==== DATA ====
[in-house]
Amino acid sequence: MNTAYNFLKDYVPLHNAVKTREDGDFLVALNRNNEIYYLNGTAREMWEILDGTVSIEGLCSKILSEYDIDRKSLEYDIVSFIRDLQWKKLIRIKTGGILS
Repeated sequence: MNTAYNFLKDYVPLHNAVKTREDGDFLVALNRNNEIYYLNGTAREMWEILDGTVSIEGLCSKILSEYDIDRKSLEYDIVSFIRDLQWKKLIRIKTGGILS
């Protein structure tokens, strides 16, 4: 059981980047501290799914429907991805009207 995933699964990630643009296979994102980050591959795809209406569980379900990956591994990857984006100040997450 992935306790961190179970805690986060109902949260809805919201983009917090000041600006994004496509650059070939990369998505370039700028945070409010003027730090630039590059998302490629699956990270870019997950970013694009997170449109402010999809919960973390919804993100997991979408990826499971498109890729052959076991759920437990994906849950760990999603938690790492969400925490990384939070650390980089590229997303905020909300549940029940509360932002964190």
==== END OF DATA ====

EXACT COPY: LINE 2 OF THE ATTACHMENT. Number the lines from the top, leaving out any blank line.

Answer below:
Amino acid sequence: MNTAYNFLKDYVPLHNAVKTREDGDFLVALNRNNEIYYLNGTAREMWEILDGTVSIEGLCSKILSEYDIDRKSLEYDIVSFIRDLQWKKLIRIKTGGILS